The New Museum has become a busy place this year, and it is not yet even March. In January it opened a popular tribute to the market-hardy paintings of George Condo. Now it is offering a startlingly excellent resurrection of the prescient Post-Minimalist renegade Lynda Benglis and her gaudy, multidexterous and often gender-bending segues among Process, Performance and Body Art.
Ms. Benglis is something of a mythic character, as many female artists of the 1960s and early ’70s are by now. Working in pigmented latex, beeswax or polyurethane foam and even glitter, she made daring, often ephemeral or fragile works that have plenty of historical weight but little market presence.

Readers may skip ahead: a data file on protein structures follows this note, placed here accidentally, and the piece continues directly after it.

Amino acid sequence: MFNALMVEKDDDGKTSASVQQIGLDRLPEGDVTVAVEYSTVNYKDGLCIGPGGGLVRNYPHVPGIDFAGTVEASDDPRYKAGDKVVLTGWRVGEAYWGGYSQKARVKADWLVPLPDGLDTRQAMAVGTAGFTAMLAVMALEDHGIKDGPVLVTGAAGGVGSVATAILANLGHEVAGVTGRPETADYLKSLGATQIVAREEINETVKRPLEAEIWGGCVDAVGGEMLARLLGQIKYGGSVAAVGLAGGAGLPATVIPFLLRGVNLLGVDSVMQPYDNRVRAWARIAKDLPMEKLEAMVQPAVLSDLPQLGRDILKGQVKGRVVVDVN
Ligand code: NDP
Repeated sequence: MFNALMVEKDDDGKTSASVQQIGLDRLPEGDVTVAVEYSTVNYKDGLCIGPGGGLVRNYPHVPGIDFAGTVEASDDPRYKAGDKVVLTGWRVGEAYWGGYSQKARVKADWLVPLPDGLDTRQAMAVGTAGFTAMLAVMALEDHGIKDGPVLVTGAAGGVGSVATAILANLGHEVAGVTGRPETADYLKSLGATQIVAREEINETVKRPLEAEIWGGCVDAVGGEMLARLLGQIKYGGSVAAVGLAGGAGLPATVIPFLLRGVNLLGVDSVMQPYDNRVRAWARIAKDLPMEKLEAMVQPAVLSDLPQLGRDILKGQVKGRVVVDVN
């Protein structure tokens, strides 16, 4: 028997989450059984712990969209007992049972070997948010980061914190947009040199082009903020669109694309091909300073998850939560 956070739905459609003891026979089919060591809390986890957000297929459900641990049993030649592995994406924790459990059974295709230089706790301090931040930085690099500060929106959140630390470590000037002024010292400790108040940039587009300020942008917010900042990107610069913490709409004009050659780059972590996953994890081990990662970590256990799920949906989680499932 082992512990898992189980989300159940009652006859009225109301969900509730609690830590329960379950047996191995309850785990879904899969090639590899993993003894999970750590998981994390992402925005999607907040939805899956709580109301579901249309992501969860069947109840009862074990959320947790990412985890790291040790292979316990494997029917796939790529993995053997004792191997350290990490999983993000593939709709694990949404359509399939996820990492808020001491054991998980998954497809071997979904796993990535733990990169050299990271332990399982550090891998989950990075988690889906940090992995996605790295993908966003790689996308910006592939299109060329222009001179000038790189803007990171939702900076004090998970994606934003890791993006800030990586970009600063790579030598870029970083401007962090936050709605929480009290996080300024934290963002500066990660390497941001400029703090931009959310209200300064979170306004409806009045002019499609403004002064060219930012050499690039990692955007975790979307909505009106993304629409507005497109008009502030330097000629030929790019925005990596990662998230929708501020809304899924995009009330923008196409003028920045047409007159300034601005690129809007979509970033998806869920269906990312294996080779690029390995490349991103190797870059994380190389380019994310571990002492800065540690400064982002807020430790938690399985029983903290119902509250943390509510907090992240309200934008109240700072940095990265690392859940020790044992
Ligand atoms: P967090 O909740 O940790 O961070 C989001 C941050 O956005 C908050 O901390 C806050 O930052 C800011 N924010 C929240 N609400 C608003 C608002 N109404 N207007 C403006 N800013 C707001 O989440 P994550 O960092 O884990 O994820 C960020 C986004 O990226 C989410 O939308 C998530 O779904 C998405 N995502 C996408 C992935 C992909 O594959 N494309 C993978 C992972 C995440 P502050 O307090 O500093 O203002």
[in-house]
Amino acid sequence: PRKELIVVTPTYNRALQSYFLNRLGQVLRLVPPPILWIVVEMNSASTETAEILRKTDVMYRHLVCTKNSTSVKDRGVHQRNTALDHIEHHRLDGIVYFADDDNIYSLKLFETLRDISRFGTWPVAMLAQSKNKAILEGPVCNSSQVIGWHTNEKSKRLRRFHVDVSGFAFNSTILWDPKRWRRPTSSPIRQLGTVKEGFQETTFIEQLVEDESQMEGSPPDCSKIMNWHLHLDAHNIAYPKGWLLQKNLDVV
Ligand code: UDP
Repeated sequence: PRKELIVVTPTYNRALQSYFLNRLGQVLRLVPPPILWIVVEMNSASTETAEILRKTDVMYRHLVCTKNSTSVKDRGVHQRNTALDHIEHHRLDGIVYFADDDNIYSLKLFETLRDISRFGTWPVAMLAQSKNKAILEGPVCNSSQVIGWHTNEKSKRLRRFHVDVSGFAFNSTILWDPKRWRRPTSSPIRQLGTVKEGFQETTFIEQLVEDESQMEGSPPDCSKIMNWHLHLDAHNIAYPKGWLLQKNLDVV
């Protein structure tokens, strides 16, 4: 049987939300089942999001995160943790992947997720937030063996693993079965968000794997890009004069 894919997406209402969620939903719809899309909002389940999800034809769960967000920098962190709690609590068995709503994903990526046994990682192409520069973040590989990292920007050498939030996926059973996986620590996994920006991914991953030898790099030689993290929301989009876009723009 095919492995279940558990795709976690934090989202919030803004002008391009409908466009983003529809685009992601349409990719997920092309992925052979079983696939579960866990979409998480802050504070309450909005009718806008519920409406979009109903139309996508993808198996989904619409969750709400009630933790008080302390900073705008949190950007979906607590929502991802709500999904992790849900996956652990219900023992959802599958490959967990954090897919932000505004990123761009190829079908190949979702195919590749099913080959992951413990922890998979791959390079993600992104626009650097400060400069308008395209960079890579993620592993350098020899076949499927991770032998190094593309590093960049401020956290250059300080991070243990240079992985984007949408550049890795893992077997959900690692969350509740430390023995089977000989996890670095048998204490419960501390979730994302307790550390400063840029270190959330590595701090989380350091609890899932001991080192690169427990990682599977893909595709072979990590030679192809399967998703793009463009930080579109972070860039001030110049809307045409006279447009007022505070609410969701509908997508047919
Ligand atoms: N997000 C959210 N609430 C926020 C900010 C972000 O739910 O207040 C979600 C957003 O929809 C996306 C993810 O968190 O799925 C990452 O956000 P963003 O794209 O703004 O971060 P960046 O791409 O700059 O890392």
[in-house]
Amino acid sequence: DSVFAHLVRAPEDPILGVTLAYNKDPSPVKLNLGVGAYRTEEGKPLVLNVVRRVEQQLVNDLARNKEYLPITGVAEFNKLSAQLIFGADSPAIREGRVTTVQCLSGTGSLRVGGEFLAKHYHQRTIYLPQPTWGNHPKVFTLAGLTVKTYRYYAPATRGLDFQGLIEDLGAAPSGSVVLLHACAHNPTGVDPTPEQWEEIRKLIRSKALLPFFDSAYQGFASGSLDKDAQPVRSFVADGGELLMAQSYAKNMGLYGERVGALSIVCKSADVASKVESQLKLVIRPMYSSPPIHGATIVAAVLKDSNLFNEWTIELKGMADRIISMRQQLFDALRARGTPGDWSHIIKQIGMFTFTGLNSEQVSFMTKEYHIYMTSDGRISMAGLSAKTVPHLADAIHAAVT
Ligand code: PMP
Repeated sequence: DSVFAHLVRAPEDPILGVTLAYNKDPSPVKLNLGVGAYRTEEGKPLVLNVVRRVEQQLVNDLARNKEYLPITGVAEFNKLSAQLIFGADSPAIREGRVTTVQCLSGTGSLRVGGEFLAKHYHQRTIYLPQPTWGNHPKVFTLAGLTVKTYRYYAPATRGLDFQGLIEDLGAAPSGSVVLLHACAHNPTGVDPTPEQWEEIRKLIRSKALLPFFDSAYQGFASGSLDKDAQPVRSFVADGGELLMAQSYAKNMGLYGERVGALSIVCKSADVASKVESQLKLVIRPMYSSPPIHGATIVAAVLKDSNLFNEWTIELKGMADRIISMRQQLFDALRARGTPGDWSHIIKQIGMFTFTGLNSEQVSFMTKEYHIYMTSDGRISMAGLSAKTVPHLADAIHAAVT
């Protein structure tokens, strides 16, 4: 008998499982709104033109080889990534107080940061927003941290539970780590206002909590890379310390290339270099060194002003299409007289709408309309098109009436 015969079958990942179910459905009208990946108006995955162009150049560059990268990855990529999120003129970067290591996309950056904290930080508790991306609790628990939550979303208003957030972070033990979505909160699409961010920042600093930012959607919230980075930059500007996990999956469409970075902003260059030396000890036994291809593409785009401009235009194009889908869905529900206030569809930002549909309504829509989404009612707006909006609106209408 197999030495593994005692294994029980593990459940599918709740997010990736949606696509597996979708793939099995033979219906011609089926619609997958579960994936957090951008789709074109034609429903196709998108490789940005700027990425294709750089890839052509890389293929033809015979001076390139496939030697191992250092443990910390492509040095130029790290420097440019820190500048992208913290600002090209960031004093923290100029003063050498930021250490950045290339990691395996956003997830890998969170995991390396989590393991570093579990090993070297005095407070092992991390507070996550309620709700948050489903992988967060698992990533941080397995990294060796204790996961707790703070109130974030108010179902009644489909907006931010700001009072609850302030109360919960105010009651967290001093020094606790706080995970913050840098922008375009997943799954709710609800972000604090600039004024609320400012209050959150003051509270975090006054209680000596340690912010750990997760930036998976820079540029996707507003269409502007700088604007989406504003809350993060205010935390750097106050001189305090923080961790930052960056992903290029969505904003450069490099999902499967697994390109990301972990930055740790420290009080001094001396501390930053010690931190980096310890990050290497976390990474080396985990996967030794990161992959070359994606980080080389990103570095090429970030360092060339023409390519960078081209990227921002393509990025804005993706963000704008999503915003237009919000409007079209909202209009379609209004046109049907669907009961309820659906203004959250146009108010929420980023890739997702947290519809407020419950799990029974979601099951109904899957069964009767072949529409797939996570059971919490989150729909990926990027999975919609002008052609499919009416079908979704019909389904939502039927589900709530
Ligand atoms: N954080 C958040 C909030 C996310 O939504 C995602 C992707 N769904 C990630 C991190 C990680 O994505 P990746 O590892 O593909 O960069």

Permanence seems to have been the last thing on her mind, at least in the early years. Many pieces were temporary installations that did not survive; others had the kind of willful fragility that makes collectors nervous. One of her most famous works is nothing but a brilliantly orchestrated magazine ad: a performance-slash-photograph that ran in the November 1974 issue of Artforum for which she posed, taut and well-oiled, wearing only a pair of rhinestone-studded cat-eye sunglasses and wielding a dildo.
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